Troy Renck on Why So Many Broncos Writers Have Left the Denver Post

A few weeks back, Denver Post subscribers were flabbergasted when sports columnist Woody Paige left the paper after thirty years of covering local teams — most notably (and most frequently) the Denver Broncos, who kick off the NFL season and their defense of their championship tonight in a nationally televised home game against the Carolina Panthers, whom they defeated in Super Bowl 50.

Readers ought to be used to it by now.

As we reported in April 2015,  reporter Mike Klis was the fourth Broncos-beat writer to leave the Post in three years, following Lindsay Jones (now with USA Today), Jeff Legwold (a staffer at ESPN) and Joan Niesen (who inked with Sports Illustrated).

Now, make it five in the past four years.

Troy Renck, who took over as the leader of the Post's Broncos coverage after Klis left, followed him out the door earlier this summer. And like Klis, who's now with 9News, he stayed local — and transitioned to television. He's now the main Broncos man for 7News, the same station to which Paige signed on (along with the Colorado Springs Gazette). 

According to Renck, the 7News opportunity "came out of the blue. I had worked with Lionel [Bienvenu, the outlet's sports anchor] during some playoff coverage the previous season — and he texted me and asked, 'Would you be interested?' I said I'd be interested in talking, but it wasn't on my radar. I didn't think much would come of it, but it happened really quickly," over the course of two and a half or three weeks.

The offer appealed to Renck in part because "the opportunity to be on TV — well, there's a little adrenaline that comes with that and being their Broncos insider. Everything about it just felt like if I ever was going to take this kind of chance, this was the time."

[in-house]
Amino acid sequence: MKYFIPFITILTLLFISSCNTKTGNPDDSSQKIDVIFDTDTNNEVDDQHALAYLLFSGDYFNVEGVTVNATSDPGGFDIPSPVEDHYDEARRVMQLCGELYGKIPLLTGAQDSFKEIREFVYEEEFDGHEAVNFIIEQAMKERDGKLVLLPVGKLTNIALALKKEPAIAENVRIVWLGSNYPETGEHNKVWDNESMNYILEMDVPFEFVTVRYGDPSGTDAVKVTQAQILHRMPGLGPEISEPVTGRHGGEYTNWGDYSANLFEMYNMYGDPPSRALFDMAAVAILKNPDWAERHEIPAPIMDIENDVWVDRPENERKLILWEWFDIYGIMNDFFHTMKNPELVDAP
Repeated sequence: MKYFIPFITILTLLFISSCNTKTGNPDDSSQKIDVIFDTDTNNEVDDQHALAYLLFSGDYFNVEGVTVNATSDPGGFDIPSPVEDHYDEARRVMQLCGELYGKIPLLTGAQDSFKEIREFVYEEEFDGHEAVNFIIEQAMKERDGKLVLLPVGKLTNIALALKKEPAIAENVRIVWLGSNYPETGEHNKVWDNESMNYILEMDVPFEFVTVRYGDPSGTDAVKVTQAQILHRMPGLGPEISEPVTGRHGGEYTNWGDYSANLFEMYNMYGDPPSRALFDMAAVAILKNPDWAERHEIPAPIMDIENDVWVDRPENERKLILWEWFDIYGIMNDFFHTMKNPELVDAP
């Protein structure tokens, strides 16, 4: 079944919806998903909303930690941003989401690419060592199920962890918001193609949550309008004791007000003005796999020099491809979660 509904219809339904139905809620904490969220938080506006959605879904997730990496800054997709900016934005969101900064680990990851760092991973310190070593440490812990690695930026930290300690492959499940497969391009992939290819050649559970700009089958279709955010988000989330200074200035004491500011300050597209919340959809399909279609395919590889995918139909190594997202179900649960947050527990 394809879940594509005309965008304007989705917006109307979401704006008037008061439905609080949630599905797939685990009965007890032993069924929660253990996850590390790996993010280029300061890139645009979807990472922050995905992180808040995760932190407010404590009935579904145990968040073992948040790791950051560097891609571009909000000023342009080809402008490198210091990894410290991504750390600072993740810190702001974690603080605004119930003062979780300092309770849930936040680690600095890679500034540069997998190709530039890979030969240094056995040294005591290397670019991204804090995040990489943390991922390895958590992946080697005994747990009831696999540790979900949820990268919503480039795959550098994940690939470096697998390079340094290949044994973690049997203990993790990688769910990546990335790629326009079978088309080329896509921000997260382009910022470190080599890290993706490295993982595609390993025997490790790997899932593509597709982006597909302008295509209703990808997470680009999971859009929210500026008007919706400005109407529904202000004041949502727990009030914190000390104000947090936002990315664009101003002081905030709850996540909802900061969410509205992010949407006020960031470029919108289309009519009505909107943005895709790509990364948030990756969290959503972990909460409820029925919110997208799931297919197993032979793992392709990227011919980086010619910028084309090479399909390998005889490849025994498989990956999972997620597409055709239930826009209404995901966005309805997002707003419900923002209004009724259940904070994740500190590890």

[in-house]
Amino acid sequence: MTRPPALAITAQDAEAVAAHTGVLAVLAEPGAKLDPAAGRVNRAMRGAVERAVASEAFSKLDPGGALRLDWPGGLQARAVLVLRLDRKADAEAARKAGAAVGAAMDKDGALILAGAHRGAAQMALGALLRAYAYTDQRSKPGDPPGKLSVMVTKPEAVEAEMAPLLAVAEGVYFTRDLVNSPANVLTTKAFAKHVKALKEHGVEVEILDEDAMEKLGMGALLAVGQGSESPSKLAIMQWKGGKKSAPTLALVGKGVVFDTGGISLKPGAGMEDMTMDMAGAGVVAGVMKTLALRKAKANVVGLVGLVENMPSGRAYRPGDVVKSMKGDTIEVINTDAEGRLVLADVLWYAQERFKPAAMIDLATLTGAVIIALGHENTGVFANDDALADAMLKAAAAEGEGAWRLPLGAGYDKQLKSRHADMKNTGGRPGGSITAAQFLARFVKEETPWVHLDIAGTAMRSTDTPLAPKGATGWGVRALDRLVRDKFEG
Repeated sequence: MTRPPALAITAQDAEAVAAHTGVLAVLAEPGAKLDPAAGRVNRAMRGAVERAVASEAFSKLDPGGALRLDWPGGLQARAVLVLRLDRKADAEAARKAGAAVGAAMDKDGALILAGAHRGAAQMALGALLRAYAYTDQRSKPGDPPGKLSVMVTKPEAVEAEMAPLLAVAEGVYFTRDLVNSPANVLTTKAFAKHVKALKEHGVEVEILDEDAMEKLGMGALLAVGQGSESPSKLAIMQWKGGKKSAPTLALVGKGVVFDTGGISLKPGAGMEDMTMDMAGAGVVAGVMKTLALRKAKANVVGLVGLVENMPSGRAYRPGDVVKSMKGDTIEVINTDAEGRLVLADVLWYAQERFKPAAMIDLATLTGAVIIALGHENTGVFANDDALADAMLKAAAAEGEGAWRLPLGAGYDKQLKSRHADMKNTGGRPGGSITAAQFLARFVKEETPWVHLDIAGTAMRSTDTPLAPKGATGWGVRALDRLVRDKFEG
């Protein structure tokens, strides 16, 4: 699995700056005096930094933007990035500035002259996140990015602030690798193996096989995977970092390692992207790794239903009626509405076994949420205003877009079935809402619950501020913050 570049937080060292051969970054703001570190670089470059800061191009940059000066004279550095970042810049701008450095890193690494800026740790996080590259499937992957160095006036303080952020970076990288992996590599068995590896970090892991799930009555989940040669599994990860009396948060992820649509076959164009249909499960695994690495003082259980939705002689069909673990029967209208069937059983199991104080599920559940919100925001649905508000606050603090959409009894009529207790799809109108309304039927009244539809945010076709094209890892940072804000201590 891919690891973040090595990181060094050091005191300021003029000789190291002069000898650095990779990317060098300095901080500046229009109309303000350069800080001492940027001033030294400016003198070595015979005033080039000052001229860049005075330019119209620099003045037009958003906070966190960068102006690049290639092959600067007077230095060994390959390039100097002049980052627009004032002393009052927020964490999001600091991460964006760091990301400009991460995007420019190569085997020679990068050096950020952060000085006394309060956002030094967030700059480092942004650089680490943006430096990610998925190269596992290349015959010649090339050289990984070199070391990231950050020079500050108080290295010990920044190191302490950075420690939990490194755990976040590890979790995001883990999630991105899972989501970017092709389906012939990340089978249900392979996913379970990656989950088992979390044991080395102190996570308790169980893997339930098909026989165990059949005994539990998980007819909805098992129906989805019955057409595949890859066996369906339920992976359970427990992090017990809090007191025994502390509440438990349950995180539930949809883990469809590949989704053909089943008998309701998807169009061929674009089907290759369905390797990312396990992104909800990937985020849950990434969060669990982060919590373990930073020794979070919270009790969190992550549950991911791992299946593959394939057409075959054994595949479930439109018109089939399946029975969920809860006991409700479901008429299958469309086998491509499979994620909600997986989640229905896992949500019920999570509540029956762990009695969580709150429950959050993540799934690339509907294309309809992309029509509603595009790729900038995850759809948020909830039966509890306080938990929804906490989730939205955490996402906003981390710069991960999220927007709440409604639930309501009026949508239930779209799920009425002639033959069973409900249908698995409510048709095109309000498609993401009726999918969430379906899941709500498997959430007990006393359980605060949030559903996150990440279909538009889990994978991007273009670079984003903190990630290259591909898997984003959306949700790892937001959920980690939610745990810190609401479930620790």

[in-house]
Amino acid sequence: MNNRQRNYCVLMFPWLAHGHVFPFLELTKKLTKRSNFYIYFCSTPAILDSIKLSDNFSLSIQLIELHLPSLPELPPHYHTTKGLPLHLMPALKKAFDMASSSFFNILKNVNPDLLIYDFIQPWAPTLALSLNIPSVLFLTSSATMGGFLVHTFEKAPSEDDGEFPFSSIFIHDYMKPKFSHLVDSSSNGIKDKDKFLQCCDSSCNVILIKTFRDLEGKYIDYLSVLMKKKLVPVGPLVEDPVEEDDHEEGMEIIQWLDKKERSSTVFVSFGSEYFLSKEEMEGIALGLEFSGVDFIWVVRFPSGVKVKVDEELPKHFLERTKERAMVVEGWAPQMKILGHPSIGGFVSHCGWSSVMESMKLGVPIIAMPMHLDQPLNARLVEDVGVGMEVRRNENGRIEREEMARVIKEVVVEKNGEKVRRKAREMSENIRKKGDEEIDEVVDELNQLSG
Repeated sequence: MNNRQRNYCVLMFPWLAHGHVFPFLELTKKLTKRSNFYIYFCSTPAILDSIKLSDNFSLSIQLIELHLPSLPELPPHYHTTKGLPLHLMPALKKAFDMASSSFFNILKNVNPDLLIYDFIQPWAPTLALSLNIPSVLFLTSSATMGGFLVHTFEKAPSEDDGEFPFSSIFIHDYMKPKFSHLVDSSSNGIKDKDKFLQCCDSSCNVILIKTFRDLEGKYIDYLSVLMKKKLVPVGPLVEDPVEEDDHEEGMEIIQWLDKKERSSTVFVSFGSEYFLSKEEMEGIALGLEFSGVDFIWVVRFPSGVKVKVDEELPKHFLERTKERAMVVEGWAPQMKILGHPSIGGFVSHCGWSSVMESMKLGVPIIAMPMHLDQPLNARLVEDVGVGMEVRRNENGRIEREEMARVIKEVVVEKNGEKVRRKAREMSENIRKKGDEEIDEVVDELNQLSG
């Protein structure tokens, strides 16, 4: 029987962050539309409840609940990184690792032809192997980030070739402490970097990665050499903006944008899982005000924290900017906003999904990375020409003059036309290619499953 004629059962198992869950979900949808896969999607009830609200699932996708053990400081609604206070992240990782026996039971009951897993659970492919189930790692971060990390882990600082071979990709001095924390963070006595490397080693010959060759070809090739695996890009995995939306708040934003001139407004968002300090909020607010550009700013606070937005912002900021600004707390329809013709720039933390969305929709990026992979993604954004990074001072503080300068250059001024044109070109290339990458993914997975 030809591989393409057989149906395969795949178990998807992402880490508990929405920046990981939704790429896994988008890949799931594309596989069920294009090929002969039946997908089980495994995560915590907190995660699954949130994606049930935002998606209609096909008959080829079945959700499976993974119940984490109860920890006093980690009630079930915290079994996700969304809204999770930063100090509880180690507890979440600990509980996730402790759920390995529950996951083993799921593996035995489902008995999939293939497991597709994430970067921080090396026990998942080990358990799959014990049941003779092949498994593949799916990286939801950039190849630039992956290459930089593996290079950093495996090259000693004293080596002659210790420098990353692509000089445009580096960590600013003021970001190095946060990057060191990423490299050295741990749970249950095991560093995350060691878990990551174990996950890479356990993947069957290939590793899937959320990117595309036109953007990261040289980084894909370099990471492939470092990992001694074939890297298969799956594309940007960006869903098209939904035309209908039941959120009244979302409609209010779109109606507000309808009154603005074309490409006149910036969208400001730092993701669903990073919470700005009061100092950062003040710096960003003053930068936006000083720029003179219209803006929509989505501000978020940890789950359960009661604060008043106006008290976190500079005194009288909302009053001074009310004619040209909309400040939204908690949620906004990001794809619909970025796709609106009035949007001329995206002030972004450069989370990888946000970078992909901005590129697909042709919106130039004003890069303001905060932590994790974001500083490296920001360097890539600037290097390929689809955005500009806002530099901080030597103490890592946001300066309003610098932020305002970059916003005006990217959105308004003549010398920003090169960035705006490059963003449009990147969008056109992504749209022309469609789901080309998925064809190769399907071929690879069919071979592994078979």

When asked why so many Broncos writers have split from the Post in recent years, Renck doesn't mention the tough times at the paper, which has been for sale for two years and recently had to lay off numerous employees when too few staffers took a buyout offer. If he'd been eager to take a powder, "I would have taken the buyout, too," Renck points out. "That would have been the smart thing to do. But I wasn't looking to leave."

Likewise, he sees his situation as different from those involving Legwold, Jones and Niesen. "Jeff went to ESPN, Lindsay left for a higher-profile thing at USA Today, and Joan left for Sports Illustrated, which was a dream job. So Mike Klis and I are closer."

Even so, he says, the reasons he made the change are personal. "The Broncos are a hard beat," he points out, "and on TV, I don't have to deal with some of the minutiae stuff. Like if the Broncos sign a long snapper, I'd have to write a ten-inch story about it, because anything they do is news. But now I get to focus on the bigger picture, and that was more attractive. And it's been great to work with Woody again," as he does after games, usually Sunday nights and Monday mornings. "I was hoping our paths would cross again. I just had no idea it would be so soon."

Renck stresses, "I loved my time at the Post: fifteen years of covering pro sports between the Rockies and the Broncos. And I'm rooting for the paper, and for Nicki" — Nicki Jhabvala, who's now front and center on Post Broncos coverage.

Which probably means she'll start getting attractive offers to jump ship any day now.

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Michael Roberts has written for Westword since October 1990, serving stints as music editor and media columnist. He currently covers everything from breaking news and politics to sports and stories that defy categorization.
Contact: Michael Roberts